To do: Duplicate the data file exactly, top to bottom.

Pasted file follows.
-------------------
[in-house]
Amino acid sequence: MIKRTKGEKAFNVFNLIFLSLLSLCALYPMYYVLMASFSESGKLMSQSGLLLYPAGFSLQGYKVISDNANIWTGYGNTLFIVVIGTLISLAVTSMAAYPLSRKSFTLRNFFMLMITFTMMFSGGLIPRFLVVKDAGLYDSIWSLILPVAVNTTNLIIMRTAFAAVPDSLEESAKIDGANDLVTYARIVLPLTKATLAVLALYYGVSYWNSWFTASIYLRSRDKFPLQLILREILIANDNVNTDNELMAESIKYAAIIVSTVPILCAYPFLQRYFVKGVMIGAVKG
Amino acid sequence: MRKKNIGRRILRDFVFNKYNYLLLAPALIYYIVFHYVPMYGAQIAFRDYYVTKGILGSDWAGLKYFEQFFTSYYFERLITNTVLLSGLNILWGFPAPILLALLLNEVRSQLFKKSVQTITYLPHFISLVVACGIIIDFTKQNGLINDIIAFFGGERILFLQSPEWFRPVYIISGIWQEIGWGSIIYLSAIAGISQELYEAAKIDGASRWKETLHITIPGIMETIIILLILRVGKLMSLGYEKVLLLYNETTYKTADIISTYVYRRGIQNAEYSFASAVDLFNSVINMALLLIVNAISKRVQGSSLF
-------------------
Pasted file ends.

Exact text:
[in-house]
Amino acid sequence: MIKRTKGEKAFNVFNLIFLSLLSLCALYPMYYVLMASFSESGKLMSQSGLLLYPAGFSLQGYKVISDNANIWTGYGNTLFIVVIGTLISLAVTSMAAYPLSRKSFTLRNFFMLMITFTMMFSGGLIPRFLVVKDAGLYDSIWSLILPVAVNTTNLIIMRTAFAAVPDSLEESAKIDGANDLVTYARIVLPLTKATLAVLALYYGVSYWNSWFTASIYLRSRDKFPLQLILREILIANDNVNTDNELMAESIKYAAIIVSTVPILCAYPFLQRYFVKGVMIGAVKG
Amino acid sequence: MRKKNIGRRILRDFVFNKYNYLLLAPALIYYIVFHYVPMYGAQIAFRDYYVTKGILGSDWAGLKYFEQFFTSYYFERLITNTVLLSGLNILWGFPAPILLALLLNEVRSQLFKKSVQTITYLPHFISLVVACGIIIDFTKQNGLINDIIAFFGGERILFLQSPEWFRPVYIISGIWQEIGWGSIIYLSAIAGISQELYEAAKIDGASRWKETLHITIPGIMETIIILLILRVGKLMSLGYEKVLLLYNETTYKTADIISTYVYRRGIQNAEYSFASAVDLFNSVINMALLLIVNAISKRVQGSSLF